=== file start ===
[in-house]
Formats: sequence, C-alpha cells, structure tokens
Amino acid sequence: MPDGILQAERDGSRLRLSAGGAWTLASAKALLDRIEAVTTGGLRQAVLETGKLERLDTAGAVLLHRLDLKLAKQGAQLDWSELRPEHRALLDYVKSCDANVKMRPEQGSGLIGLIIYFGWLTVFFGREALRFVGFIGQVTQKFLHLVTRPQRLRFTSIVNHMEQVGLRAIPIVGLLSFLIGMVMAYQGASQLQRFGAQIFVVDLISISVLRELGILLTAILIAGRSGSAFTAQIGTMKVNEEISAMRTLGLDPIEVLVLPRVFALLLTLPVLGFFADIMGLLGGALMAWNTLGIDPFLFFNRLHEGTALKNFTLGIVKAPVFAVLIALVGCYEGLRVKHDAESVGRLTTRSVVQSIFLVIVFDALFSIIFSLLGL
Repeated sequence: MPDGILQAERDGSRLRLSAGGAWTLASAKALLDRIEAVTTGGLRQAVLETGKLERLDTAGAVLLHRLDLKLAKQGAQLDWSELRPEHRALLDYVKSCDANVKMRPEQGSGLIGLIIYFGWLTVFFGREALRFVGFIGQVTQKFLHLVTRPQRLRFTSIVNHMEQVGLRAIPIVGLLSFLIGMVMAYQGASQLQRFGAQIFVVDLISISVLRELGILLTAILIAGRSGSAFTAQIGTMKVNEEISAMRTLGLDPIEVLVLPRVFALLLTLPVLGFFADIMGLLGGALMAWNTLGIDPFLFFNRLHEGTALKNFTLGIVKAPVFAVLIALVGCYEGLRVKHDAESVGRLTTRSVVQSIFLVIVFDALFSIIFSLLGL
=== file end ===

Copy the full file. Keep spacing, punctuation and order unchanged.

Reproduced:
[in-house]
Formats: sequence, C-alpha cells, structure tokens
Amino acid sequence: MPDGILQAERDGSRLRLSAGGAWTLASAKALLDRIEAVTTGGLRQAVLETGKLERLDTAGAVLLHRLDLKLAKQGAQLDWSELRPEHRALLDYVKSCDANVKMRPEQGSGLIGLIIYFGWLTVFFGREALRFVGFIGQVTQKFLHLVTRPQRLRFTSIVNHMEQVGLRAIPIVGLLSFLIGMVMAYQGASQLQRFGAQIFVVDLISISVLRELGILLTAILIAGRSGSAFTAQIGTMKVNEEISAMRTLGLDPIEVLVLPRVFALLLTLPVLGFFADIMGLLGGALMAWNTLGIDPFLFFNRLHEGTALKNFTLGIVKAPVFAVLIALVGCYEGLRVKHDAESVGRLTTRSVVQSIFLVIVFDALFSIIFSLLGL
Repeated sequence: MPDGILQAERDGSRLRLSAGGAWTLASAKALLDRIEAVTTGGLRQAVLETGKLERLDTAGAVLLHRLDLKLAKQGAQLDWSELRPEHRALLDYVKSCDANVKMRPEQGSGLIGLIIYFGWLTVFFGREALRFVGFIGQVTQKFLHLVTRPQRLRFTSIVNHMEQVGLRAIPIVGLLSFLIGMVMAYQGASQLQRFGAQIFVVDLISISVLRELGILLTAILIAGRSGSAFTAQIGTMKVNEEISAMRTLGLDPIEVLVLPRVFALLLTLPVLGFFADIMGLLGGALMAWNTLGIDPFLFFNRLHEGTALKNFTLGIVKAPVFAVLIALVGCYEGLRVKHDAESVGRLTTRSVVQSIFLVIVFDALFSIIFSLLGL